When I first had the idea for the fabric fast, I had great visions of increased clarity and creativity. Maybe I would have an idea for my first pattern or feel inspired to create a class.
At day seven there was no glory only a feeling of failure. I broke my rules seven days in. Here’s what happened:
I was feeling disappointed about something when a package arrived in the mail addressed to me from a store I did not remember ordering anything from. I got really excited. I love mail and packages.
I opened the box and it was a gift I’d bought for someone else and wasn’t expecting for a few more days.
A few hours later my husband sends me a few items to order from Amazon and I find myself looking at my wish list. I notice the preorder price on a book I’m interested went up by TWO WHOLE DOLLARS. Friends, this is a disaster. What if I wait and don’t get the best price? What if my life cannot be complete without this book?
I was feeling disappointed, sad and a made up story that if I didn’t decide to buy this book NOW bad things would happen.
I bought the book.
Rush of pleasure and excitement.
I remembered I resolved not to spend money on quilting stuff.
Rush of embarrassment and shame.
At first I wanted to pretend it didn’t count. There’s nothing specific in the rules about books, right? That rationalization sounded too flimsy.
Next, I wanted to hide it. Maybe make it my anniversary gift from my husband. After all gifts are fair game. But, let’s be honest; it wasn’t a gift.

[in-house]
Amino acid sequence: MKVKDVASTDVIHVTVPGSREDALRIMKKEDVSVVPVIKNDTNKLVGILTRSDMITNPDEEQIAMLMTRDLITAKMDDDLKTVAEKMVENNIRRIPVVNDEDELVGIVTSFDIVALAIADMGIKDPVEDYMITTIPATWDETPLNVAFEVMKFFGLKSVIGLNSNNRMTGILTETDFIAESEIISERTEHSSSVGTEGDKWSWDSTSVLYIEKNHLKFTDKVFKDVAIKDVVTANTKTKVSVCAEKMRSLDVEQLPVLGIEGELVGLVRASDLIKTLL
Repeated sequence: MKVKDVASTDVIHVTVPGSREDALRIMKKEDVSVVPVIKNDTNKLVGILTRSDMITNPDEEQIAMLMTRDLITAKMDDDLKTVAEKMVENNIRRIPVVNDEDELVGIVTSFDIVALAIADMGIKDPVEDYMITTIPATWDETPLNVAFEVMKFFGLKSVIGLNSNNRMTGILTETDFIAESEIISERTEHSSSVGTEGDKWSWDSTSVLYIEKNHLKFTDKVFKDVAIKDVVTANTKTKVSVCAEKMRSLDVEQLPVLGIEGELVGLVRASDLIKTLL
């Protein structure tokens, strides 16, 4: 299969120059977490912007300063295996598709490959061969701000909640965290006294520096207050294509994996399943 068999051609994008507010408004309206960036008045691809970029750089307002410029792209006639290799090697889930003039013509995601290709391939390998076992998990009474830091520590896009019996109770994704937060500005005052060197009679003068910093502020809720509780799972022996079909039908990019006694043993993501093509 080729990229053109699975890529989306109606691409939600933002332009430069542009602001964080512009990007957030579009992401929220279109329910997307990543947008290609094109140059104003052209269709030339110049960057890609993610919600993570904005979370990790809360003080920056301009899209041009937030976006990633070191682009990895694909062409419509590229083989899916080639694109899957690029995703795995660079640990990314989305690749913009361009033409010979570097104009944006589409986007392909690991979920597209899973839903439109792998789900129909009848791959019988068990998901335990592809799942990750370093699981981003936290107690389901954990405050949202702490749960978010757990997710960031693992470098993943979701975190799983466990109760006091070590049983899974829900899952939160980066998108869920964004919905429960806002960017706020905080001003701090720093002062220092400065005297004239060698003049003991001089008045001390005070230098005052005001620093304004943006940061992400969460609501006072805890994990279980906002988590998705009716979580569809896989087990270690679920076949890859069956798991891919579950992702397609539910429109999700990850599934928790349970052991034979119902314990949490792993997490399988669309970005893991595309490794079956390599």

Then I remember one of my favorite therapy concepts: The What the Hell Syndrome. Here’s how it works, it’s New Years and you’ve resolved to give up desserts. On January 14th, you’re celebrating so-and-so’s birthday and eat some cake without remembering your goal. Or maybe you remember your goal and ate it anyway. Then you think, “I messed up my goal. I already failed, so what the hell? Put some ice cream on my cake. I’d love seconds.”
A more dangerous version of this the teenager who thinks, “Well my parents already treat me like I’m a terrible untrustworthy person even though I am not. I might as well do those terrible and untrustworthy things and at least get some benefit out of it.”
So I messed up. Now I have a choice. Let the What the Hell Syndrome walk me towards quitting or remind myself:
“Everyone makes mistakes, so why can’t you?” -Big Bird (That Big Bird is really wise for being only six.)
So this fabric fast isn’t going to be perfect. I make mistakes. And just like it wouldn’t be fair to expect my kids to walk on their first try, I am going to be kind to myself when I make mistakes. Because Big Bird says it happens to everyone.
Side note, If you’re wondering what book I just HAD to have:
Side note: can we take a moment to laugh that I titled this blog “Welcome Too Imperfection” as an upfront acknowledgment that I make mistakes ALL THE TIME and then I got stressed out at the idea of saying when I made a mistake? Yep, I thought that was kind funny/ridiculous too.